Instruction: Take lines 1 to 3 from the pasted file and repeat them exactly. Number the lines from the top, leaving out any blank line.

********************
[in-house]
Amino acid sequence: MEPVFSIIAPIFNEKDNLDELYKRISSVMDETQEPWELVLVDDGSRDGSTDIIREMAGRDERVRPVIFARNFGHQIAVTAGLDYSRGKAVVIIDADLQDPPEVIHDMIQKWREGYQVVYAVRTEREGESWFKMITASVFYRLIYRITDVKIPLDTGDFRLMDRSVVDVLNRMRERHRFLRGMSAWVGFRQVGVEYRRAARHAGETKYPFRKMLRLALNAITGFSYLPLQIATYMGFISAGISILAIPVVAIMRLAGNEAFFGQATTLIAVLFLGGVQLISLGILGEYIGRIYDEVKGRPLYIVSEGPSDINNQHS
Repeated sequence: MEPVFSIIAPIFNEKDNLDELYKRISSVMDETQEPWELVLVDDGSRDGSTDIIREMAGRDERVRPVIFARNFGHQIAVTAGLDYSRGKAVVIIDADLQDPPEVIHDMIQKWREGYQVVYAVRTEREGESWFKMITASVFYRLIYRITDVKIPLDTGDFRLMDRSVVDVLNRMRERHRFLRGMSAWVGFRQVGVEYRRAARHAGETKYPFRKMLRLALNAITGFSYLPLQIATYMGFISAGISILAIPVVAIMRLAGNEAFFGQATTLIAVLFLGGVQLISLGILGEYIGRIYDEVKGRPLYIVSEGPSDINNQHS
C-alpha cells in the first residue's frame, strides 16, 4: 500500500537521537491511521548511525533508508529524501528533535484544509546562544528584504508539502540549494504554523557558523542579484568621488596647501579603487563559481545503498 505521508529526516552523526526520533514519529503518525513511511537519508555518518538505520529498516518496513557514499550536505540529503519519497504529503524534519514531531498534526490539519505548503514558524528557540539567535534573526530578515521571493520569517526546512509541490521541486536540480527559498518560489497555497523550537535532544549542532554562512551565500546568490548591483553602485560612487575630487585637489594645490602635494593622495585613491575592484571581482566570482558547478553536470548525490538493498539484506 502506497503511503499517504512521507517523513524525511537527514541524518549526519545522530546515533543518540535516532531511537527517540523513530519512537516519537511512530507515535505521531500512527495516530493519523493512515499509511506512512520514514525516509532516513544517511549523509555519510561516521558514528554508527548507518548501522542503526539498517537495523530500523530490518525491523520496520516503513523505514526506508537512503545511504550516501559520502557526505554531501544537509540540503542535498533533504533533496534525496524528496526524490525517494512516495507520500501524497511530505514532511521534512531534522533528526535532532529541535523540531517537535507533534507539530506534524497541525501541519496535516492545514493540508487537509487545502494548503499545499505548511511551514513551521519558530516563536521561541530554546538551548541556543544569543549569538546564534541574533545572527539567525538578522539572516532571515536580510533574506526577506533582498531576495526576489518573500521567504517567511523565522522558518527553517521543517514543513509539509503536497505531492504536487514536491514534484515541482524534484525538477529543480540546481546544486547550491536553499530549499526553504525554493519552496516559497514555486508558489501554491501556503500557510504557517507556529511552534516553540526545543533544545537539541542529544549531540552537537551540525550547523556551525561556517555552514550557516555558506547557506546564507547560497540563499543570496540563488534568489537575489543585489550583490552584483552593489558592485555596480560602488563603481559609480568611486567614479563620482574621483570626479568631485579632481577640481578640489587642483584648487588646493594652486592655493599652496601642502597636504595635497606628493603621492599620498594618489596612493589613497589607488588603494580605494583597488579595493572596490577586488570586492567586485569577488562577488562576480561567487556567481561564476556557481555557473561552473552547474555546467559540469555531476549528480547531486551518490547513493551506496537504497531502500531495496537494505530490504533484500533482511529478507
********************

[in-house]
Amino acid sequence: MEPVFSIIAPIFNEKDNLDELYKRISSVMDETQEPWELVLVDDGSRDGSTDIIREMAGRDERVRPVIFARNFGHQIAVTAGLDYSRGKAVVIIDADLQDPPEVIHDMIQKWREGYQVVYAVRTEREGESWFKMITASVFYRLIYRITDVKIPLDTGDFRLMDRSVVDVLNRMRERHRFLRGMSAWVGFRQVGVEYRRAARHAGETKYPFRKMLRLALNAITGFSYLPLQIATYMGFISAGISILAIPVVAIMRLAGNEAFFGQATTLIAVLFLGGVQLISLGILGEYIGRIYDEVKGRPLYIVSEGPSDINNQHS
Repeated sequence: MEPVFSIIAPIFNEKDNLDELYKRISSVMDETQEPWELVLVDDGSRDGSTDIIREMAGRDERVRPVIFARNFGHQIAVTAGLDYSRGKAVVIIDADLQDPPEVIHDMIQKWREGYQVVYAVRTEREGESWFKMITASVFYRLIYRITDVKIPLDTGDFRLMDRSVVDVLNRMRERHRFLRGMSAWVGFRQVGVEYRRAARHAGETKYPFRKMLRLALNAITGFSYLPLQIATYMGFISAGISILAIPVVAIMRLAGNEAFFGQATTLIAVLFLGGVQLISLGILGEYIGRIYDEVKGRPLYIVSEGPSDINNQHS